A Time of Dread (Of Blood and Bone, #1) by John Gwynne
Publisher: Orbit (US) & Pan Macmillan (UK) (First published 2018)

A Time of Dread served as a brutal and stunning reminder that Gwynne is one of the greatest modern fantasy writers. The Faithful and The Fallen was a superb epic fantasy series with one of the most well-written stories about prophecies and good vs evil that I’ve read in a very long time. And judging from what I’ve read in this book, I believe Gwynne is on track to surpass what he did in the earlier series. AToD is the stamp of a great writer that never stops learning and always keeps improving. While Malice was a great debut that any author would and should be proud of, AToD demonstrated that Gwynne has once again upped his game.


The Long Way to a Small, Angry Planet (Wayfarers, #1) by Becky Chambers
Publisher: Harper Voyager (US), & Hodder & Stoughton (UK) (First published 2015)

This is one of the most endearing and charming novels that I’ve ever read. I absolutely adored this captivating story of individuals just interacting with each other, and as a tight-knit multi-species crew they are as a whole much bigger than the sum of its parts. If you are looking for plot, villains, and epic space battles, look elsewhere as this book does not have any of those.  The Long Way to a Small, Angry Planet fulfilled the most important thing that I look for in every book I read – to make me feel.


Last Bastion (FFO, #2) by Rachel Aaron & Travis Bach
Publisher: Aaron/Bach (Indie)

Empathetic and kickass characters, geek lore and humour, fantastic fighting scenes, Last Bastion has it all in a compulsive page-turner. It is testament to Aaron and Bach’s ability to spin a story that was so engrossing that I was barely able to put it down. This is not a short book by any standards, but I finished it in under 2 days as it was super addictive.  What made Last Bastion so enthralling? I can boil it down to three elements; the worldbuilding, the action and most importantly, the characterisation.  Great characters have always been the hallmark of Rachel Aaron’s books, and I’m delighted to see that it remains as such in this co-authored series.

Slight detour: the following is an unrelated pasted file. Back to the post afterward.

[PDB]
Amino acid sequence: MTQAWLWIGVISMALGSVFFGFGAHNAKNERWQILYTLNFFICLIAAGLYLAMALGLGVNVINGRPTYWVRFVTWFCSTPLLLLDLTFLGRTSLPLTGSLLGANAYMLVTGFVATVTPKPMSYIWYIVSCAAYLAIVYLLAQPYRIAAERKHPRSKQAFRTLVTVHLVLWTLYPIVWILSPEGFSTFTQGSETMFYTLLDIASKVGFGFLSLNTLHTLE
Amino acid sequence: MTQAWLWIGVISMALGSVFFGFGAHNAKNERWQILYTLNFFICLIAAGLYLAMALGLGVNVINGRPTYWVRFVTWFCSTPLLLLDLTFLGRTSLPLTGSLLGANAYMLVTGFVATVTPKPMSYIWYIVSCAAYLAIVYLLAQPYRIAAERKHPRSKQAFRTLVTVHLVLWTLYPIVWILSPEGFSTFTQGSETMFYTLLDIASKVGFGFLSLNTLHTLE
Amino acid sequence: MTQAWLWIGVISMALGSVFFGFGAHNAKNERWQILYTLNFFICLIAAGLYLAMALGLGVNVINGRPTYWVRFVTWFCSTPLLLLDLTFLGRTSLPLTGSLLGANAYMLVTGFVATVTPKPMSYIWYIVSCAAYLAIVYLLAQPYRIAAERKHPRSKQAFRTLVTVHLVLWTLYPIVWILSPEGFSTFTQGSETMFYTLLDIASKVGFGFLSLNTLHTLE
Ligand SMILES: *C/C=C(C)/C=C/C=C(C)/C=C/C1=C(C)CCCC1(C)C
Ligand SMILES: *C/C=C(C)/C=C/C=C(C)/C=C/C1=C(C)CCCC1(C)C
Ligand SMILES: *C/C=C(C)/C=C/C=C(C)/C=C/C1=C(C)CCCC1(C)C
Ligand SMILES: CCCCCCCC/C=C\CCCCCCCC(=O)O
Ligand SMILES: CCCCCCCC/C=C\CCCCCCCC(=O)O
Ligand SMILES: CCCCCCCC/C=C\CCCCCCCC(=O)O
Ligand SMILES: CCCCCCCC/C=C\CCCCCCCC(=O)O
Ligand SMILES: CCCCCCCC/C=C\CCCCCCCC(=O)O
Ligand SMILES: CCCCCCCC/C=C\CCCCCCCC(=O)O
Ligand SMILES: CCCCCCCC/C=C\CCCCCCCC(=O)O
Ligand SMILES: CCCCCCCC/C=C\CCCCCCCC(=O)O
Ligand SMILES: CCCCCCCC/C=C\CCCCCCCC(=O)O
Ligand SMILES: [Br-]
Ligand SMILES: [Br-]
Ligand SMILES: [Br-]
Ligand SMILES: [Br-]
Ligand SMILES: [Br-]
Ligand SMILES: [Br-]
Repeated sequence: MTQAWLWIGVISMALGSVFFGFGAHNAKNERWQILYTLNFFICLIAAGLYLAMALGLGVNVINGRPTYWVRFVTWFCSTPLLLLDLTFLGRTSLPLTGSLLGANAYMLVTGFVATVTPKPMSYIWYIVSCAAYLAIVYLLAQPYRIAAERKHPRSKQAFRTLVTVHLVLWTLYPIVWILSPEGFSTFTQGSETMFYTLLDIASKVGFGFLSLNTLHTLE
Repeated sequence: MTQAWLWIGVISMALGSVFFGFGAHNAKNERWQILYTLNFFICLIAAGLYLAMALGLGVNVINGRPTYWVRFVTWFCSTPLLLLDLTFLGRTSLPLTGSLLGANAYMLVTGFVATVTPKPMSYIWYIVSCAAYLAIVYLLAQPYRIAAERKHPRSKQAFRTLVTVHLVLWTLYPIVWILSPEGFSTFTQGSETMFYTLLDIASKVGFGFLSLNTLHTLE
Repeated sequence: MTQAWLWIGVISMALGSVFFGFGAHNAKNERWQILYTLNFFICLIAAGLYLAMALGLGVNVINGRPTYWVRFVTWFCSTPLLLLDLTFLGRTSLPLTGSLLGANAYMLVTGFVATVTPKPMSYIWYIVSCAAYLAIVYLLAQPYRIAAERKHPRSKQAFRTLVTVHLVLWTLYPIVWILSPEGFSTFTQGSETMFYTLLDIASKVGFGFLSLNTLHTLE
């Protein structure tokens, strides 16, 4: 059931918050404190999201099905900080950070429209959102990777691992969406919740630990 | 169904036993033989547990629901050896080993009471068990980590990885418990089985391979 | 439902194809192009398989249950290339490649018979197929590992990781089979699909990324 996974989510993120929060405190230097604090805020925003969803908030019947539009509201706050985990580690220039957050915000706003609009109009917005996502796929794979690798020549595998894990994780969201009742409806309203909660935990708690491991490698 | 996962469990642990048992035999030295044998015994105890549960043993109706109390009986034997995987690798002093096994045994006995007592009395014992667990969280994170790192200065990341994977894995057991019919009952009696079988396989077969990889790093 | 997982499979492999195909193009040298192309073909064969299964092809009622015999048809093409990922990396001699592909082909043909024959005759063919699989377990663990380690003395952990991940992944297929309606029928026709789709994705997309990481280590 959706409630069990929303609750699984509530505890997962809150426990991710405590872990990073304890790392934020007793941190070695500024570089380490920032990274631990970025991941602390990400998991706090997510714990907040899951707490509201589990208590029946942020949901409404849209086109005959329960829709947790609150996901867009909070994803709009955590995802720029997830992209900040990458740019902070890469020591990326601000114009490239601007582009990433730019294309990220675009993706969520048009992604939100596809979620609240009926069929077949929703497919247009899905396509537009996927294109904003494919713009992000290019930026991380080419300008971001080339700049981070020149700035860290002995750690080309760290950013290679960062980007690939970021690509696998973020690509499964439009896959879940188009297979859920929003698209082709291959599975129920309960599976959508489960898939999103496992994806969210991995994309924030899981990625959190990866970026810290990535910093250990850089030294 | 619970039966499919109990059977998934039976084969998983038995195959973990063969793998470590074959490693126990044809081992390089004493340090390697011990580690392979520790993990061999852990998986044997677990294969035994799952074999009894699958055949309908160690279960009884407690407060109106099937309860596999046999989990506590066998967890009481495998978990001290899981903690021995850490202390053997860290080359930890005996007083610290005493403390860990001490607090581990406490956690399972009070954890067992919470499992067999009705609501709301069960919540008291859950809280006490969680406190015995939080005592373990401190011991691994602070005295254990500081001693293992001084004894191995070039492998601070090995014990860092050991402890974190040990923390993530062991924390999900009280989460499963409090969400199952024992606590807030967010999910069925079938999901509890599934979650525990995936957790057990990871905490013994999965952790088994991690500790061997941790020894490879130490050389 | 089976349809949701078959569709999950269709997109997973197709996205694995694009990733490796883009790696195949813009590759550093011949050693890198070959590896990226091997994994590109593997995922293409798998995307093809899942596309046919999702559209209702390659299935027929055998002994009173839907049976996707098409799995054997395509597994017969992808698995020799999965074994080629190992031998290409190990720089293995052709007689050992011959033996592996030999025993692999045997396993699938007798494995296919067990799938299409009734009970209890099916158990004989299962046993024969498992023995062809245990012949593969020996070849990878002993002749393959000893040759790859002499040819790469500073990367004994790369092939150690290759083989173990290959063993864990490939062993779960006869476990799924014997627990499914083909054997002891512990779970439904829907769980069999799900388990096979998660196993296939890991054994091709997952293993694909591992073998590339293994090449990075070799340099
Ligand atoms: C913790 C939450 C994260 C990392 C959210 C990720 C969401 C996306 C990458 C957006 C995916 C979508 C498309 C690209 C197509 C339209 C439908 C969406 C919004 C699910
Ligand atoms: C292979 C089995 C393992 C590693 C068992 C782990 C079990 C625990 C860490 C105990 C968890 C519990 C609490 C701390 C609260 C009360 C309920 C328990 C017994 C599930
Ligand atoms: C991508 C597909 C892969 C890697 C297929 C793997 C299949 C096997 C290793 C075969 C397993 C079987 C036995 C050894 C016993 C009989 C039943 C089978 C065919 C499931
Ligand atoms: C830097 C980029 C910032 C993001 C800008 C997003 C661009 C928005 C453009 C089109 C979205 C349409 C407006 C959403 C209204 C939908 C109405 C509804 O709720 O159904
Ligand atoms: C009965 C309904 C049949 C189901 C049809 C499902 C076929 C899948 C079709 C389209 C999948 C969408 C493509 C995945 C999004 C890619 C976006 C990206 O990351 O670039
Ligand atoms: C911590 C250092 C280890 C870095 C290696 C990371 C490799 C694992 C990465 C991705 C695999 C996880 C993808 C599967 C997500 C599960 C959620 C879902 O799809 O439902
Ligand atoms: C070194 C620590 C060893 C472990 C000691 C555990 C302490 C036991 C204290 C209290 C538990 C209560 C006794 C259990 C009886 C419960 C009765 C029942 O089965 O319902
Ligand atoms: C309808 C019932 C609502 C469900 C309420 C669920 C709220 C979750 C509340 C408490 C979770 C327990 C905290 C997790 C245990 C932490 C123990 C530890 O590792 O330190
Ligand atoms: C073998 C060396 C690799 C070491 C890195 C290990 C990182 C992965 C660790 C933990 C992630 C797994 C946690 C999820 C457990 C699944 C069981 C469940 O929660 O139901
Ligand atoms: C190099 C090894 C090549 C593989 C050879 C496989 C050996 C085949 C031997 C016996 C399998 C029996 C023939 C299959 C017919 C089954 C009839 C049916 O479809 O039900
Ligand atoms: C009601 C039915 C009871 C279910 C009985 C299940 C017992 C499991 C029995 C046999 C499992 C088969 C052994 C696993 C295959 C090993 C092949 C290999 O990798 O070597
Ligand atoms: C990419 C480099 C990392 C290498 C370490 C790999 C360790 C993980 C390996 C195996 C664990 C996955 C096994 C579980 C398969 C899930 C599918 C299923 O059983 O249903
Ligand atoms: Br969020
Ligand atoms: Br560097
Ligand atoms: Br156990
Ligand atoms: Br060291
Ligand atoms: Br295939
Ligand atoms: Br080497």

Age of Legend (The Legends of the First Empire, #4) by Michael J. Sullivan
Publisher: Grim Oak Press

A brilliant sequel which fulfilled my eager anticipation and high expectations, Age of Legend takes the First Empire series to the next level of greatness with the promise of a showstopper by its finale. Sullivan became one of my favourite authors with the Riyria series through his innate skill of creating and writing characters that feel like good, old friends that you would want to revisit time and again.  In the First Empire series, such intimate characterisation continues to be the hallmark of Sullivan’s writing.  He created real heroes from those whom you least expected; not heroes of might and magic, but of steadfast courage born of compassion and loyalty.  What I enjoyed most about this series was getting the unvarnished account of the events and true heroes that shaped the legends that were told three thousand years later.


The Poison Song (The Winnowing Flame Trilogy, #3) by Jen Williams
Publisher: Headline

One word. INCREDIBLE.  The Poison Song not only lived up to its astoundingly good prequels, but it also delivered an exquisitely emotional and satisfying conclusion. I loved everything about these books – from the enthralling story to the eldritch worldbuilding and amazing characters, and the earnest writing – everything!  The Winnowing Flame Trilogy hooked me right from the start.  It then lured me ever deeper with its bewitching siren song and finally left me in a wreck of emotions. It is very rare for me to rate a trilogy 5-stars across all books, but this one truly deserved all of it. I highly recommend these books to every fantasy fan, especially if you are craving for that spark of originality.


Ghosts of Gotham by Craig Schaefer
Publisher: 47North (Indie) (First published 2018)